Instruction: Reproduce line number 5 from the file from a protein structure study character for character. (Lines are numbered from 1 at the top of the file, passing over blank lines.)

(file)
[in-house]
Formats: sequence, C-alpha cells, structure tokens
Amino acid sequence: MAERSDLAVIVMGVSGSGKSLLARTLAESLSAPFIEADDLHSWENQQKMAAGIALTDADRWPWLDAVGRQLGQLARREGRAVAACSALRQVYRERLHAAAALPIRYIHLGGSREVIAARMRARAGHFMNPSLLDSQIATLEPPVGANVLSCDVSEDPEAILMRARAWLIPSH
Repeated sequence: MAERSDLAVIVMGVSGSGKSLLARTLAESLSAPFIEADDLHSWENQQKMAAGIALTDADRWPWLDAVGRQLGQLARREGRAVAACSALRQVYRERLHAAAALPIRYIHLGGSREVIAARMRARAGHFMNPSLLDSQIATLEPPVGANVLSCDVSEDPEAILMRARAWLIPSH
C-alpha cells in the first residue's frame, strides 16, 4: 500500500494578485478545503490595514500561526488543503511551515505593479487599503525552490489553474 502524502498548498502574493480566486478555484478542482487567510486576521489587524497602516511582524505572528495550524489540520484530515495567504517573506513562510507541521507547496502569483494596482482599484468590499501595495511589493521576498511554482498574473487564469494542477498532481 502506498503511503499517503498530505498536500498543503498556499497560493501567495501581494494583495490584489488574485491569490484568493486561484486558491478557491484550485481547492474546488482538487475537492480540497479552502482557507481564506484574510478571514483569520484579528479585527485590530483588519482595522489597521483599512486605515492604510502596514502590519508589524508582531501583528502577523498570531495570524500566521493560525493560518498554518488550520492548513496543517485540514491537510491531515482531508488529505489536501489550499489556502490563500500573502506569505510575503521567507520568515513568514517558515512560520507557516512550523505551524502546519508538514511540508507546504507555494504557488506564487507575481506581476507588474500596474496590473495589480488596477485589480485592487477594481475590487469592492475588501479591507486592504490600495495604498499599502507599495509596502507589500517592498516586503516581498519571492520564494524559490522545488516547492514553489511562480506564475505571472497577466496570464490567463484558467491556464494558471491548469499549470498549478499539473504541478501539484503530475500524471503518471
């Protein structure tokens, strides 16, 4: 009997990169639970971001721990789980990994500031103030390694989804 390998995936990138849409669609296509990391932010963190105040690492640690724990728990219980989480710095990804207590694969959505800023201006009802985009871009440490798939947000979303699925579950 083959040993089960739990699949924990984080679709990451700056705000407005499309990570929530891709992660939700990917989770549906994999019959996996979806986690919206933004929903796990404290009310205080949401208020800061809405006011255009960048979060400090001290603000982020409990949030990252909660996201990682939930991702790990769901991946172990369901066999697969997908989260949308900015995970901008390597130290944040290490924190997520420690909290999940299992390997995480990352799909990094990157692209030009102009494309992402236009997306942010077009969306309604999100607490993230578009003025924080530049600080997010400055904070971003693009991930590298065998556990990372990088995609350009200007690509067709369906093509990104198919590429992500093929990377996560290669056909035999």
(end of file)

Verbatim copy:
C-alpha cells in the first residue's frame, strides 16, 4: 500500500494578485478545503490595514500561526488543503511551515505593479487599503525552490489553474 502524502498548498502574493480566486478555484478542482487567510486576521489587524497602516511582524505572528495550524489540520484530515495567504517573506513562510507541521507547496502569483494596482482599484468590499501595495511589493521576498511554482498574473487564469494542477498532481 502506498503511503499517503498530505498536500498543503498556499497560493501567495501581494494583495490584489488574485491569490484568493486561484486558491478557491484550485481547492474546488482538487475537492480540497479552502482557507481564506484574510478571514483569520484579528479585527485590530483588519482595522489597521483599512486605515492604510502596514502590519508589524508582531501583528502577523498570531495570524500566521493560525493560518498554518488550520492548513496543517485540514491537510491531515482531508488529505489536501489550499489556502490563500500573502506569505510575503521567507520568515513568514517558515512560520507557516512550523505551524502546519508538514511540508507546504507555494504557488506564487507575481506581476507588474500596474496590473495589480488596477485589480485592487477594481475590487469592492475588501479591507486592504490600495495604498499599502507599495509596502507589500517592498516586503516581498519571492520564494524559490522545488516547492514553489511562480506564475505571472497577466496570464490567463484558467491556464494558471491548469499549470498549478499539473504541478501539484503530475500524471503518471